# What makes signal lines hot swappable?

In MAX14780E datasheet, it's explicitly featured as "hot swappable", however in AM26C31 datasheet this isn't mentioned. Moreover, I suspect that I burnt one of the AM26C31 ICs while hot swapping.

I'm aware that hot swapping is also related with the connector (GND and power should make the first contact) but electromechanical part of story is out of interest in this question.

Are the driver chips burnt only because of the rising voltage caused by dI/dt during the disconnection? If so, is placing a TVS between RS422 driver (and receiver?) and connector enough to prevent from such effects?

• Most likely cause is voltage difference between two devices which is mainly caused by what kind of power supplies they have and how these power supplies are connected. Even manuals of two-pronged home equipment like TV, players and amplifiers say to disconnect mains plug when connecting between other equipment. – Justme Jun 16 at 12:16
• I just read Maxim MAX485 datasheet. I found no mention of hot-pluggable. Can you link to a datasheet that says so? – Justme Jun 16 at 15:04
• @Justme My mistake, it was MAX14780E. I added the corresponding link. – ceremcem Jun 16 at 15:22

The hot swap feature of MAX14780E does not mean the RS-485/RS-422 bus side, as most RS-485/RS-422 transceivers are obviously hot-swappable on the bus side by definition.

For this chip, the hot-swappability means the logic level side.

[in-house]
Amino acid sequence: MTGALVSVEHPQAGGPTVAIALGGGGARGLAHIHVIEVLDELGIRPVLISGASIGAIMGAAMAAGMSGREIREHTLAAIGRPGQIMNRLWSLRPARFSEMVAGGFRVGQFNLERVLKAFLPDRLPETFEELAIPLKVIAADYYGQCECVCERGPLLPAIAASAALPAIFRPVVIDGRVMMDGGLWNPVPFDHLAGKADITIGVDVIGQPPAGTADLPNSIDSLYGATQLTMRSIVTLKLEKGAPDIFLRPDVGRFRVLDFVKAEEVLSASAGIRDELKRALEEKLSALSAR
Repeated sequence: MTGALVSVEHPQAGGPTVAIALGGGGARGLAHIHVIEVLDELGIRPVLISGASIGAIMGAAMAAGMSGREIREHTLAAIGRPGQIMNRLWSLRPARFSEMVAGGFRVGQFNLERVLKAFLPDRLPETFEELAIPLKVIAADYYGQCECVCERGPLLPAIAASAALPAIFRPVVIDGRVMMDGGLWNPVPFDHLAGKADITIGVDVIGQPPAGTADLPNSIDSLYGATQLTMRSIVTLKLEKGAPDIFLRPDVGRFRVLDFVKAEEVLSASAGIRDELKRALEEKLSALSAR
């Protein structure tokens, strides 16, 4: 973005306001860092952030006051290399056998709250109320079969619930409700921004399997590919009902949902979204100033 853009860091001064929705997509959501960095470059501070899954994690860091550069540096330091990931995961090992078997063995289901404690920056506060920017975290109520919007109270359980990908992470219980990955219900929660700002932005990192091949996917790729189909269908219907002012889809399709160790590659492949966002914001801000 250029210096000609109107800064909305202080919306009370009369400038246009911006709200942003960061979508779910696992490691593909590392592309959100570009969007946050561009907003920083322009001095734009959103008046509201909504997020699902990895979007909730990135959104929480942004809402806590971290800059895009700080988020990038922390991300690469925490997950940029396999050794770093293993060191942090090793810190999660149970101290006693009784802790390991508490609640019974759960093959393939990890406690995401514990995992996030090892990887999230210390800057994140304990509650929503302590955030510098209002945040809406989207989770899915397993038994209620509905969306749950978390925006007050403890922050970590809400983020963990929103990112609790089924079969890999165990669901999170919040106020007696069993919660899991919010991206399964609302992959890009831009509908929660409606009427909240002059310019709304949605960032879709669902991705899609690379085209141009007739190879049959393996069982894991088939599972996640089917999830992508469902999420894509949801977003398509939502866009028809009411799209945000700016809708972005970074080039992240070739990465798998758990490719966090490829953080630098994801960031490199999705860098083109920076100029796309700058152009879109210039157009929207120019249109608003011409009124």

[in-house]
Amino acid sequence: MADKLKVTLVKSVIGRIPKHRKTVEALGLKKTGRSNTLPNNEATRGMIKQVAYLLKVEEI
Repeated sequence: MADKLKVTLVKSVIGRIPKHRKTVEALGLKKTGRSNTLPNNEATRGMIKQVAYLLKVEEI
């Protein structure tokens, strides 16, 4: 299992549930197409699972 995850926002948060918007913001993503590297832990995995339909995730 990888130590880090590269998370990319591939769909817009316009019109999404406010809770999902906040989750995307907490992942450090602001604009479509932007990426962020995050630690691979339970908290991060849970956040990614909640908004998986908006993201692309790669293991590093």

It simply means that when you supply power to the chip, the RE/DE inputs have safety mechanisms that prevent the chip from accidentally driving the bus while the powers are still rising and stabilizing and the RE/DE inputs can also be at indeterminate voltages while the power is still turning on.

If you do that to a standard chip that has no hot-swap feature, it is not guaranteed and it may drive the data bus momentarily until power has stabilized, so this may corrupt ongoing transactions.

Devices aren't really hot swappable. Boards however can be. (Obviously this IC is designed to make designing a hot swappable board easier.)

The main issue with hot swapping is that you can't control the order in which the pins mate. So you have to consider that whatever pins are on the connector might come up in any old order. Also, depending on what the system is, some of those pins might be driven with signals or power busses.

Typical measures taken to make a design OK for hot swap:

1. protective diodes to stop (for instance) a signal line getting to a much higher potential than the power pins on a device (some linear regulators for instance can latch up if pins connect in the wrong sequence.)
2. selecting devices that handle this kind of situation well
3. possibly some sort of timing logic to manage the way the board powers up, or the sequence in which various circuits on it start.

Another issue might be (if you have digital busses) a newly introduced device causing corruption of comms between other devices. So that needs to be handled somehow.

Yet another problem might be that the board being plugged in as at a significantly different static potential to the system, if the operator is careless. So it might well be necessary to have protection against this.

There are likely other possible issues that others will discuss, but this a partial list.

• But you can choose the order how pins mate, by selecting/defining a connector. Many interfaces do this, USB, HDMI, DMX-512 just to name a few. – Justme Jun 16 at 14:42
• that's true if the physical design allows for it. Sometimes you don't have the possibility. – danmcb Jun 16 at 14:55
• I had to accept one answer and the other one is shedding a light on the roots of the issue although this answer is more focused on my actual intentions. Sorry for not accepting. – ceremcem Jun 17 at 13:01
• absolutely no problem! thanks for your courtesy! – danmcb Jun 17 at 13:38